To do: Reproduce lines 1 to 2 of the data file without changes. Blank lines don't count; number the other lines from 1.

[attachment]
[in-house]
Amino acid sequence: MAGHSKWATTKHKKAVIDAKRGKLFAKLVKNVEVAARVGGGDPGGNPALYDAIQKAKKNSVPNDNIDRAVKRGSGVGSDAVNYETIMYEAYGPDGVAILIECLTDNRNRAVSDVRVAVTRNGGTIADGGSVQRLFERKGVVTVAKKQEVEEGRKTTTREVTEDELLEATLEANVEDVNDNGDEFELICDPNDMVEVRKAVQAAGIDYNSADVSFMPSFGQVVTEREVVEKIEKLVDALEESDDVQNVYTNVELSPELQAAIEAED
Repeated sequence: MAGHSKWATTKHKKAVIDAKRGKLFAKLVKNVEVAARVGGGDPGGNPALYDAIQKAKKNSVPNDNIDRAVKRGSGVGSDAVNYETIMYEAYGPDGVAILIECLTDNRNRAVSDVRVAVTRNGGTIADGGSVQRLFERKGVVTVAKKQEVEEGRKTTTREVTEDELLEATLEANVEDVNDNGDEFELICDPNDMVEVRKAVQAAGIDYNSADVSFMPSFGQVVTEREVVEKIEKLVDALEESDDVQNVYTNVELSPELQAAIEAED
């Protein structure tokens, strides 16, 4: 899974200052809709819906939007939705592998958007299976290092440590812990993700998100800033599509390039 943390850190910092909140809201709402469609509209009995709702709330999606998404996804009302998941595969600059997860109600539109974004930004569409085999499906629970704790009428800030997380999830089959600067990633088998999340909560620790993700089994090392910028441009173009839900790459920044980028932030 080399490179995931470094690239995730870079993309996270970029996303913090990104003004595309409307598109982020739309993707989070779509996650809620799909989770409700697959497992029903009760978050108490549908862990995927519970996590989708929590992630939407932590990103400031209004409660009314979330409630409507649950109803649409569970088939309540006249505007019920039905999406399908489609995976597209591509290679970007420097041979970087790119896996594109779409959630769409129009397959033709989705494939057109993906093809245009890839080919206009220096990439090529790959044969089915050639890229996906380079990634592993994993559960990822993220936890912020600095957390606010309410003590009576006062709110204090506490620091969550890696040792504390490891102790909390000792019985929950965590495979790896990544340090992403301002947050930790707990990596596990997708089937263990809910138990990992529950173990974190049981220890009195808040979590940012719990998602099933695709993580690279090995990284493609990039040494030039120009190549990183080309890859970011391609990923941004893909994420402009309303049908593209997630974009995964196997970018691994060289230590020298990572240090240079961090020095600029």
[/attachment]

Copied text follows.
[in-house]
Amino acid sequence: MAGHSKWATTKHKKAVIDAKRGKLFAKLVKNVEVAARVGGGDPGGNPALYDAIQKAKKNSVPNDNIDRAVKRGSGVGSDAVNYETIMYEAYGPDGVAILIECLTDNRNRAVSDVRVAVTRNGGTIADGGSVQRLFERKGVVTVAKKQEVEEGRKTTTREVTEDELLEATLEANVEDVNDNGDEFELICDPNDMVEVRKAVQAAGIDYNSADVSFMPSFGQVVTEREVVEKIEKLVDALEESDDVQNVYTNVELSPELQAAIEAED